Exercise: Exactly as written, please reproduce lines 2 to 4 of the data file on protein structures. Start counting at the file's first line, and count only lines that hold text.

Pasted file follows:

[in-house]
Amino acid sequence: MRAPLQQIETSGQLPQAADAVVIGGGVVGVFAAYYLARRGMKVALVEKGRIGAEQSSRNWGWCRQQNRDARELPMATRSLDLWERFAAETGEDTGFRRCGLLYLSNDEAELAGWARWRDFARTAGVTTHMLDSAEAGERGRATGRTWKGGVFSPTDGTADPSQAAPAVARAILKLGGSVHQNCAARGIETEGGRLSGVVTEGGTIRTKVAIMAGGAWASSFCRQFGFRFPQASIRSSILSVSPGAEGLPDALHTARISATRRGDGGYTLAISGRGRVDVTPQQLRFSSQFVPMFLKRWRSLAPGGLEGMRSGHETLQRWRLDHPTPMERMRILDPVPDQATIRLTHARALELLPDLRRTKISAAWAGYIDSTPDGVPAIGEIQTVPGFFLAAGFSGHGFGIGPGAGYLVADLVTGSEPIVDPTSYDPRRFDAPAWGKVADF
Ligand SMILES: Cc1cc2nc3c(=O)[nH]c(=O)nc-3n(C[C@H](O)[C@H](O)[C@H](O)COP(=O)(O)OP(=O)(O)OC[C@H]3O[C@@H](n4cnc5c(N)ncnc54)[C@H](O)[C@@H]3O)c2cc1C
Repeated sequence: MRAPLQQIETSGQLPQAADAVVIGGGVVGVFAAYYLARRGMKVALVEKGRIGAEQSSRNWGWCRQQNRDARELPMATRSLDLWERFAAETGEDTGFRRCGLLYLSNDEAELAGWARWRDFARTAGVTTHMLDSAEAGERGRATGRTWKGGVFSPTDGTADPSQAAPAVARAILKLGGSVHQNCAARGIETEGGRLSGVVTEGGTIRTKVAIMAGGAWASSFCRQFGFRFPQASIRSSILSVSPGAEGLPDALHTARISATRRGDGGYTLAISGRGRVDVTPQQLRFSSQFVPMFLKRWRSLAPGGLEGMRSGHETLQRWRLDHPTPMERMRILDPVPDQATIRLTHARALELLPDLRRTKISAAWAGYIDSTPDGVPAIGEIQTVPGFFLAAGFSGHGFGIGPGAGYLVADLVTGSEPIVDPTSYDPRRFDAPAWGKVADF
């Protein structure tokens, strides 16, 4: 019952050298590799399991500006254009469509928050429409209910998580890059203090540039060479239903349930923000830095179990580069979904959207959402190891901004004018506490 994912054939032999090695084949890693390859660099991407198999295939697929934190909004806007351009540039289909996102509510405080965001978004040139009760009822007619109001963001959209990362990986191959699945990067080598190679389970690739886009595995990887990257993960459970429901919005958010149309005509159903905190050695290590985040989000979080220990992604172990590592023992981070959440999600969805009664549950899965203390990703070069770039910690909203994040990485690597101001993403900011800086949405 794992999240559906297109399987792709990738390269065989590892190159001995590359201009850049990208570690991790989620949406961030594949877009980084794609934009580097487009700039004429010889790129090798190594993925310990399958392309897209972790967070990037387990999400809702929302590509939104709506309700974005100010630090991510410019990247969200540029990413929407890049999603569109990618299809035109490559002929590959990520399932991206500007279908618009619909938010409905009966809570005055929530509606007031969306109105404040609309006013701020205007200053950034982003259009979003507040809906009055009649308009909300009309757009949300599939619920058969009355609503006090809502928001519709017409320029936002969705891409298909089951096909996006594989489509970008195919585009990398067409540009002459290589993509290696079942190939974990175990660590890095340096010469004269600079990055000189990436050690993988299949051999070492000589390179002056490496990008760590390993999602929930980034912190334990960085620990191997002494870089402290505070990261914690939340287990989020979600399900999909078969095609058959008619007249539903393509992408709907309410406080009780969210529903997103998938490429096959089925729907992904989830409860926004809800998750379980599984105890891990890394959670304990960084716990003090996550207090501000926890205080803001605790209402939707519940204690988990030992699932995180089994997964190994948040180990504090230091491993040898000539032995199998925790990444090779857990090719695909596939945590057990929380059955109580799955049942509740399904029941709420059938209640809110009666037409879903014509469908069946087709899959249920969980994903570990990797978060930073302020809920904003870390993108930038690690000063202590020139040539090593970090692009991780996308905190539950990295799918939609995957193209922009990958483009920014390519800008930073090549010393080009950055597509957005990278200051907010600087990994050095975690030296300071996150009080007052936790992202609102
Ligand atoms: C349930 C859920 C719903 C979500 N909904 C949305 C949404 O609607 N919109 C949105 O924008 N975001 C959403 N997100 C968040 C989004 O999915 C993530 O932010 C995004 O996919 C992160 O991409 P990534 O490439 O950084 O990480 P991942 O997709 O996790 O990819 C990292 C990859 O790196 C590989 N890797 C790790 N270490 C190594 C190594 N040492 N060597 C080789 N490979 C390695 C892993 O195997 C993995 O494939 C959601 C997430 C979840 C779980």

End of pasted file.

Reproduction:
Amino acid sequence: MRAPLQQIETSGQLPQAADAVVIGGGVVGVFAAYYLARRGMKVALVEKGRIGAEQSSRNWGWCRQQNRDARELPMATRSLDLWERFAAETGEDTGFRRCGLLYLSNDEAELAGWARWRDFARTAGVTTHMLDSAEAGERGRATGRTWKGGVFSPTDGTADPSQAAPAVARAILKLGGSVHQNCAARGIETEGGRLSGVVTEGGTIRTKVAIMAGGAWASSFCRQFGFRFPQASIRSSILSVSPGAEGLPDALHTARISATRRGDGGYTLAISGRGRVDVTPQQLRFSSQFVPMFLKRWRSLAPGGLEGMRSGHETLQRWRLDHPTPMERMRILDPVPDQATIRLTHARALELLPDLRRTKISAAWAGYIDSTPDGVPAIGEIQTVPGFFLAAGFSGHGFGIGPGAGYLVADLVTGSEPIVDPTSYDPRRFDAPAWGKVADF
Ligand SMILES: Cc1cc2nc3c(=O)[nH]c(=O)nc-3n(C[C@H](O)[C@H](O)[C@H](O)COP(=O)(O)OP(=O)(O)OC[C@H]3O[C@@H](n4cnc5c(N)ncnc54)[C@H](O)[C@@H]3O)c2cc1C
Repeated sequence: MRAPLQQIETSGQLPQAADAVVIGGGVVGVFAAYYLARRGMKVALVEKGRIGAEQSSRNWGWCRQQNRDARELPMATRSLDLWERFAAETGEDTGFRRCGLLYLSNDEAELAGWARWRDFARTAGVTTHMLDSAEAGERGRATGRTWKGGVFSPTDGTADPSQAAPAVARAILKLGGSVHQNCAARGIETEGGRLSGVVTEGGTIRTKVAIMAGGAWASSFCRQFGFRFPQASIRSSILSVSPGAEGLPDALHTARISATRRGDGGYTLAISGRGRVDVTPQQLRFSSQFVPMFLKRWRSLAPGGLEGMRSGHETLQRWRLDHPTPMERMRILDPVPDQATIRLTHARALELLPDLRRTKISAAWAGYIDSTPDGVPAIGEIQTVPGFFLAAGFSGHGFGIGPGAGYLVADLVTGSEPIVDPTSYDPRRFDAPAWGKVADF